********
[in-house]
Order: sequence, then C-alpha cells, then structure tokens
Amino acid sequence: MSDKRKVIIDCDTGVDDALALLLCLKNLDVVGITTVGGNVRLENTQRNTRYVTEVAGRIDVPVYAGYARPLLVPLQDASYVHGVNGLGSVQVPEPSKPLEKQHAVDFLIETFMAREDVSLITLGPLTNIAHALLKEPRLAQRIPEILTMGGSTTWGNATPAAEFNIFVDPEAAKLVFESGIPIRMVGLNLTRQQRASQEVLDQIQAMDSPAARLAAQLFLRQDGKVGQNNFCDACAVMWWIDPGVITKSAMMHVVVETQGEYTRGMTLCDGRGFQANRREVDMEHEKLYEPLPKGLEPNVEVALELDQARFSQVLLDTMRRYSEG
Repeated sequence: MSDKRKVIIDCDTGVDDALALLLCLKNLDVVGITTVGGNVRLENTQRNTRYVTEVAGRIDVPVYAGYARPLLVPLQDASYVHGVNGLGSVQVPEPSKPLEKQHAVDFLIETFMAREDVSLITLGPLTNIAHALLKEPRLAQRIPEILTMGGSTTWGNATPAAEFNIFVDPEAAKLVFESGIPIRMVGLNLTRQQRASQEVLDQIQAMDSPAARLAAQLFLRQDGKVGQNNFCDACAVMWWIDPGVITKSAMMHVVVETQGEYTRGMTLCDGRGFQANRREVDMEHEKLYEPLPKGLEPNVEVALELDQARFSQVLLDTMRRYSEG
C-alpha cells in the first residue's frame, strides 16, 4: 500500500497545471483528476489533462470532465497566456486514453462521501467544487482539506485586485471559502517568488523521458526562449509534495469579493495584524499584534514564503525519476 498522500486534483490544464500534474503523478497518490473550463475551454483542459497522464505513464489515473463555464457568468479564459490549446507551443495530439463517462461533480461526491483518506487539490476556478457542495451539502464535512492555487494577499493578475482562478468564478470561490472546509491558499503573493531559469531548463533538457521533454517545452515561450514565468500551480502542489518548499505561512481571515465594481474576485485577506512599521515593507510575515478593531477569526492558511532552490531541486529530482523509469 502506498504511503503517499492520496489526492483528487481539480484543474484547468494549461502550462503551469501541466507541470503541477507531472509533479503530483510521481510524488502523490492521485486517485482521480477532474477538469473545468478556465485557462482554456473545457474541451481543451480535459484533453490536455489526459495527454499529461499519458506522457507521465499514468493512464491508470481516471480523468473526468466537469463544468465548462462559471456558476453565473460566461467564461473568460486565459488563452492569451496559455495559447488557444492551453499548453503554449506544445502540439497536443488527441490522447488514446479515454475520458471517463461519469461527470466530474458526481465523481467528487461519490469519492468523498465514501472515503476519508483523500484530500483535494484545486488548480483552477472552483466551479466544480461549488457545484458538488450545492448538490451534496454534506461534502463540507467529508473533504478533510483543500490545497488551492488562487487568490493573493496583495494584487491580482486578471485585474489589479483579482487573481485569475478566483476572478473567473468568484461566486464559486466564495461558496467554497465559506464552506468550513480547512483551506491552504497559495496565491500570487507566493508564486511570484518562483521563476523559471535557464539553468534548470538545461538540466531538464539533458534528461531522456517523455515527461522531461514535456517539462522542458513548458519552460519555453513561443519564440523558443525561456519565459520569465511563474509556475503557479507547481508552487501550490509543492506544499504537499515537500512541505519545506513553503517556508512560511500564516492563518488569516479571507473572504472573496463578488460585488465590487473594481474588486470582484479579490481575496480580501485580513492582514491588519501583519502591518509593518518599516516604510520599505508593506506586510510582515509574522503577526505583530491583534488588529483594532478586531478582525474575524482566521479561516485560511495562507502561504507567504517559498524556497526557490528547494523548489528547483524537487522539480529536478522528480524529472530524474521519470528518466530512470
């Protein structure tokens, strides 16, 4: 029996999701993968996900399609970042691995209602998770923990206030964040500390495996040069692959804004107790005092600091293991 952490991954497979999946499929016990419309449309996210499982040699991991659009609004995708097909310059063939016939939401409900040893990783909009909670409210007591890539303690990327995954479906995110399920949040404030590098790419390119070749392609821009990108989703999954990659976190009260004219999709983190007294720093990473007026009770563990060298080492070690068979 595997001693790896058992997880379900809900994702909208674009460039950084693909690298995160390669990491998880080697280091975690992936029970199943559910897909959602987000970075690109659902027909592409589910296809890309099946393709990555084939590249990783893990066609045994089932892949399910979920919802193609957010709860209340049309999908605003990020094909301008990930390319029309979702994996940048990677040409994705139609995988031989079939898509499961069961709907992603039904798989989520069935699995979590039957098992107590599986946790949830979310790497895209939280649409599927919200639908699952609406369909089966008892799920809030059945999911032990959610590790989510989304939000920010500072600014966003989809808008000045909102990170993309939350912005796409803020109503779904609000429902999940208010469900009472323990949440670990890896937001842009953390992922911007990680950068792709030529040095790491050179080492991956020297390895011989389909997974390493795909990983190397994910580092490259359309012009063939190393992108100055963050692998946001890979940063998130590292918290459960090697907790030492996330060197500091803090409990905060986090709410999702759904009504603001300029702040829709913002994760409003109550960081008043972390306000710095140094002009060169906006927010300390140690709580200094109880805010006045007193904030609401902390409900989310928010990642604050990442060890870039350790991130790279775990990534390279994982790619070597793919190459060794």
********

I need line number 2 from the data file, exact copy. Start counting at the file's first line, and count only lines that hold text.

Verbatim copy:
Order: sequence, then C-alpha cells, then structure tokens